A human right activist, Qamar Naseem, associated with an NGO Blue Veins criticised the government for its failure to implement the Act.

He said that Section 3 (1) of the law required every organization to constitute an inquiry committee within thirty days of the enactment of the Act. Neither the government nor the private sector fulfilled this requirement in letter and spirit throughout the country.

The legislation required all organizations, including the federal and the provincial government ministries, departments, corporations, educational institutions, private commercial organizations and registered civil society associations, to form inquiry committees consisting of at least three members each – one of them a woman – to probe complaints and give their findings within 30 days to the competent authority concerned that will award recommended penalties.

According to Bano in 2010, when this Act was passed, KP reported 200 cases of sexual harassment at workplace the same year. “I am sure this figure would have multiplied manifold. Our women are still shy because of cultural constraints to report to police or even to the inquiry committees in their offices.”

She further added that interaction with the police revealed that a large number junior officers at police stations had no idea about the law. “We had to counsel these junior police officials about the amendment made in the Pakistan Penal Code (PPC) 509 making sexual harassment illegal not only in the workplace but also in public spaces and within the home.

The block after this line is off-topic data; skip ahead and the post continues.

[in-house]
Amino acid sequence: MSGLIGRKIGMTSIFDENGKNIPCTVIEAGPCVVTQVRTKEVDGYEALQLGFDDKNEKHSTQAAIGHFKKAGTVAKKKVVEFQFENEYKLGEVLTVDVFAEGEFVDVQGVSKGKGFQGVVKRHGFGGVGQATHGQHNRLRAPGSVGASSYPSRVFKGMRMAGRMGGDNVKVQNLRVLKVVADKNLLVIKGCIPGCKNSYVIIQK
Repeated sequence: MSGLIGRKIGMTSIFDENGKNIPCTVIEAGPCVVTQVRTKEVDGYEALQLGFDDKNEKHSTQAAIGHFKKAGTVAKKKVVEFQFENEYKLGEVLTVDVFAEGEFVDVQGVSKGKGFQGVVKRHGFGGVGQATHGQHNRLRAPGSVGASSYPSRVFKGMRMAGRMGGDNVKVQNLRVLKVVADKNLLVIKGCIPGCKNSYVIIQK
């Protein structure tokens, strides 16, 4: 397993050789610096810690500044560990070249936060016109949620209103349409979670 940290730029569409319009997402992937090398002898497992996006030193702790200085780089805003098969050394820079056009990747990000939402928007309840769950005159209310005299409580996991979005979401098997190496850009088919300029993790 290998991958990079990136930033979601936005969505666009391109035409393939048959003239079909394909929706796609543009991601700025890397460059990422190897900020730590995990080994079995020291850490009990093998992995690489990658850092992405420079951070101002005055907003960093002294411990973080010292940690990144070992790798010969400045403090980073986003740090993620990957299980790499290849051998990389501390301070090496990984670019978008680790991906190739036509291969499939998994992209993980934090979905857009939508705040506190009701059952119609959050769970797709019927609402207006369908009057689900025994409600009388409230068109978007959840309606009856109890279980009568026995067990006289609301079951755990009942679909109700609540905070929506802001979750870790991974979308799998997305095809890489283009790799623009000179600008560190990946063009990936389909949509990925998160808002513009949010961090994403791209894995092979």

Talking to the News Lens Pakistan, the Secretary Social Welfare and Woman Development, Hidayat Jan, said that his department are doing their best to provide protection to the working women. “We run technical training programs to educate women about their rights and handling the hostile environment.”

Three model police stations were established in Peshawar with women staff members but according to a police officer from Faqir Abad Police Station Peshawar, Zeenat Bibi, women were hesitant to report cases of sexual or other harassments in these police stations as well.

“Most of the women are reluctant to file a complaint because of their families who refuse to stand by them,” said Zeenat.

Khyber Pakhtunkhwa Minister for Information, Mushtaq Ahmad Ghani, defended his government’s stance in this regard while talking to the News Lens Pakistan saying: “We have zero tolerance policy on women harassment at workplace.”

However, he laments that cultural constraints and lack of courage in women tie our hands to lash out against the accused following full administrative and legal process. In most of the cases, we lack proof because either the victims refuse to help legal teams collect forensic evidence or they hide the evidence to protect their honour.

As per rules, the Protection against Harassment of Women at the Workplace Act 2010 has to be acted upon with the help of ombudsmen offices in provinces. KP has failed to establish the office of the ombudsperson even after five years.